N.Y. Law Makes Parents Liable for Child Bullying

Parents in North Tonawanda could face jail time and fines if their children are caught bullying.

Parents of students who bully could serve jail time in a northern New York city after an existing law was amended recently.

The North Tonawanda City Council voted unanimously Oct. 3 to allow police to arrest parents of bullies, keep them in jail for up to 15 days and fine them up to $250, reports the Associated Press.

The change also included the repeal of a provision that requires police to give parents a warning after their child’s first bullying incident.

“It’s for the parents … who don’t have the wherewithal to do what they need to do to get their kids in line,” Police Captain Thomas Krantz said. “The ones who say, ‘It’s not my problem.’”

The change came after a community coalition lobbied the city to further empower city police to respond to bullying. The coalition was started by William and Victoria Crago, whose son was the victim of a bullying incident that left him with a black eye.

“We were essentially told that, being a minor, there was nothing that could be done,” William Crago told the AP. “We actually heard that several times: ‘There’s nothing we can do.’”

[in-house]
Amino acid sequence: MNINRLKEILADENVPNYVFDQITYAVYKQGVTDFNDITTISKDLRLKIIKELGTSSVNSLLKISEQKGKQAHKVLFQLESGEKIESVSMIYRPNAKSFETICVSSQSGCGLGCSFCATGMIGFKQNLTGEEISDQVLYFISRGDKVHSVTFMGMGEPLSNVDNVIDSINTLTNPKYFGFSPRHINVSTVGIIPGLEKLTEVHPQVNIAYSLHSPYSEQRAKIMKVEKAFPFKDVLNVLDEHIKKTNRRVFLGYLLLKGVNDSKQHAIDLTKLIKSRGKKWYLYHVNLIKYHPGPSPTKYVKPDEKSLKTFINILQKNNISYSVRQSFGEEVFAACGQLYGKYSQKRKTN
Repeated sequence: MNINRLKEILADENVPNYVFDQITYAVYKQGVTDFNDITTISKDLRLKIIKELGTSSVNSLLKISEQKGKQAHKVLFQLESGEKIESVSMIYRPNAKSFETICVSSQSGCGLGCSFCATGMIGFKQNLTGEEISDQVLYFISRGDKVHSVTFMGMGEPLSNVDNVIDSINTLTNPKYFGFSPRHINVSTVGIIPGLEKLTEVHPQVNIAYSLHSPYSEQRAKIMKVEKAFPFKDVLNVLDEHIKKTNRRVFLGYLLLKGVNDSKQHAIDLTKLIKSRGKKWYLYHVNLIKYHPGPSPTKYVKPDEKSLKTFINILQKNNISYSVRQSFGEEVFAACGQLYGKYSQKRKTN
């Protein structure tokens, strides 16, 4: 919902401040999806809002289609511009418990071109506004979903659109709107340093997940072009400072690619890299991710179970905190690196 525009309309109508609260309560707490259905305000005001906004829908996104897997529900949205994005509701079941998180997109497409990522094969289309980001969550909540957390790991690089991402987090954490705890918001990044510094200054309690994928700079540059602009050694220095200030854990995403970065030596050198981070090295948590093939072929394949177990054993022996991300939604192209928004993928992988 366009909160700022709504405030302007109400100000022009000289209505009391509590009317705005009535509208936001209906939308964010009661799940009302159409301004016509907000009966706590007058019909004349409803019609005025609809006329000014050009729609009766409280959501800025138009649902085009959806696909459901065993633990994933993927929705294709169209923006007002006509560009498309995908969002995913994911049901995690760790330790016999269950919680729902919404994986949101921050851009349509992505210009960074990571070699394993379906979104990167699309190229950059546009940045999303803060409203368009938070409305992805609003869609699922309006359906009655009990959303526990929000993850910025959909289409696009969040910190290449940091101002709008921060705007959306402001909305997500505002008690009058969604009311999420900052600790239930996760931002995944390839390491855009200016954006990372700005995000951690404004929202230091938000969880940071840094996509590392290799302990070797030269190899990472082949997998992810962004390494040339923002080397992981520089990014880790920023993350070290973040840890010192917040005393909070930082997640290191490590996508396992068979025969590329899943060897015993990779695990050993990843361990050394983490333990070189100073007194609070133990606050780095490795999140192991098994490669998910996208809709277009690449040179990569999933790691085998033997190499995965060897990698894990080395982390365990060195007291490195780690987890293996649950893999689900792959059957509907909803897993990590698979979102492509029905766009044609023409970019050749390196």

City Attorney Luke Brown said the law is meant for what he called “the hard-core problem groups” of 10 or 12 students who have been involved in multiple bullying behaviors and whose parents have done little to stop it.

The City Council’s vote also added harassment and underage drinking to the list of violations that parents are liable for if their children are caught.

North Tonawanda is a city north of Buffalo with a population of 31,000.

The law is similar to one passed by multiple towns in Wisconsin in 2015. Plover, Wisconsin, Police Chief Dan Ault said the law has so far been successful in deterring bullying.

“We’ve certainly deterred the behavior,” Ault told the AP. “They’re being a little bit more aware. Why? Because, ‘Holy cow, I’d better pay attention because I don’t want to go to jail for 15 days. I don’t want to pay a $250 fine.’”

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About the Author


Zach Winn is a journalist living in the Boston area. He was previously a reporter for Wicked Local and graduated from Keene State College in 2014, earning a Bachelor’s Degree in journalism and minoring in political science.

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